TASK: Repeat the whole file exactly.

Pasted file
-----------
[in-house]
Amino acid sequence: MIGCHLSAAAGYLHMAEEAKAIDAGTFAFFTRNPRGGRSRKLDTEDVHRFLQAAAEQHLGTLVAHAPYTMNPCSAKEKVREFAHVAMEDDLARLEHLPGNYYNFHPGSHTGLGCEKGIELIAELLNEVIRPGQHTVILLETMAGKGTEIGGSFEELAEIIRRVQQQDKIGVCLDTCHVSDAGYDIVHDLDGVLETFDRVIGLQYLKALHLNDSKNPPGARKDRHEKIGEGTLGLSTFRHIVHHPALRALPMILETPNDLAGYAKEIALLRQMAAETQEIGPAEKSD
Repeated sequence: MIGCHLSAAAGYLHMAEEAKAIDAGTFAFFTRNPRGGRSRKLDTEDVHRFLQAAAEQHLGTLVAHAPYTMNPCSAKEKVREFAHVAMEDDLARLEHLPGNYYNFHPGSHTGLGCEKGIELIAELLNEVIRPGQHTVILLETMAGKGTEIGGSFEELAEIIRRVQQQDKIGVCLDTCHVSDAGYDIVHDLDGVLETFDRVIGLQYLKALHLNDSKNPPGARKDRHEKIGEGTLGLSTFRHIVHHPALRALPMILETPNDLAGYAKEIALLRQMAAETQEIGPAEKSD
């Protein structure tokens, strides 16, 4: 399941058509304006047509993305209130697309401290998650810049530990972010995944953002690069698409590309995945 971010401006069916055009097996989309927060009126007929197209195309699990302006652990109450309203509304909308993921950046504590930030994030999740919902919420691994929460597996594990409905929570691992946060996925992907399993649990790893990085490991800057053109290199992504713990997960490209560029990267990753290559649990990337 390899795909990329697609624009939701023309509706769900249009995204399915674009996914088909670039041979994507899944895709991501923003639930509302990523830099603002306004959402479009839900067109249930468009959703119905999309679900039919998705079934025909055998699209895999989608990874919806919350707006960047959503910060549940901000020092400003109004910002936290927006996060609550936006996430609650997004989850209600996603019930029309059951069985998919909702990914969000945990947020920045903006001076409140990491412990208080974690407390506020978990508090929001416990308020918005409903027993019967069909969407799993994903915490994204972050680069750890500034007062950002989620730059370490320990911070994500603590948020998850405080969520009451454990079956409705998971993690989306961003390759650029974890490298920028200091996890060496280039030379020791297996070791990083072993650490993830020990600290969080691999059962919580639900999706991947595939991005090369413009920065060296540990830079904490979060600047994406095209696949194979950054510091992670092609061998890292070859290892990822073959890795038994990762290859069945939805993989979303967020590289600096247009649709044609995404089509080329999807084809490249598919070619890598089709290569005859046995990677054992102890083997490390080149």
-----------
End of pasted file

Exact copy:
[in-house]
Amino acid sequence: MIGCHLSAAAGYLHMAEEAKAIDAGTFAFFTRNPRGGRSRKLDTEDVHRFLQAAAEQHLGTLVAHAPYTMNPCSAKEKVREFAHVAMEDDLARLEHLPGNYYNFHPGSHTGLGCEKGIELIAELLNEVIRPGQHTVILLETMAGKGTEIGGSFEELAEIIRRVQQQDKIGVCLDTCHVSDAGYDIVHDLDGVLETFDRVIGLQYLKALHLNDSKNPPGARKDRHEKIGEGTLGLSTFRHIVHHPALRALPMILETPNDLAGYAKEIALLRQMAAETQEIGPAEKSD
Repeated sequence: MIGCHLSAAAGYLHMAEEAKAIDAGTFAFFTRNPRGGRSRKLDTEDVHRFLQAAAEQHLGTLVAHAPYTMNPCSAKEKVREFAHVAMEDDLARLEHLPGNYYNFHPGSHTGLGCEKGIELIAELLNEVIRPGQHTVILLETMAGKGTEIGGSFEELAEIIRRVQQQDKIGVCLDTCHVSDAGYDIVHDLDGVLETFDRVIGLQYLKALHLNDSKNPPGARKDRHEKIGEGTLGLSTFRHIVHHPALRALPMILETPNDLAGYAKEIALLRQMAAETQEIGPAEKSD
């Protein structure tokens, strides 16, 4: 399941058509304006047509993305209130697309401290998650810049530990972010995944953002690069698409590309995945 971010401006069916055009097996989309927060009126007929197209195309699990302006652990109450309203509304909308993921950046504590930030994030999740919902919420691994929460597996594990409905929570691992946060996925992907399993649990790893990085490991800057053109290199992504713990997960490209560029990267990753290559649990990337 390899795909990329697609624009939701023309509706769900249009995204399915674009996914088909670039041979994507899944895709991501923003639930509302990523830099603002306004959402479009839900067109249930468009959703119905999309679900039919998705079934025909055998699209895999989608990874919806919350707006960047959503910060549940901000020092400003109004910002936290927006996060609550936006996430609650997004989850209600996603019930029309059951069985998919909702990914969000945990947020920045903006001076409140990491412990208080974690407390506020978990508090929001416990308020918005409903027993019967069909969407799993994903915490994204972050680069750890500034007062950002989620730059370490320990911070994500603590948020998850405080969520009451454990079956409705998971993690989306961003390759650029974890490298920028200091996890060496280039030379020791297996070791990083072993650490993830020990600290969080691999059962919580639900999706991947595939991005090369413009920065060296540990830079904490979060600047994406095209696949194979950054510091992670092609061998890292070859290892990822073959890795038994990762290859069945939805993989979303967020590289600096247009649709044609995404089509080329999807084809490249598919070619890598089709290569005859046995990677054992102890083997490390080149």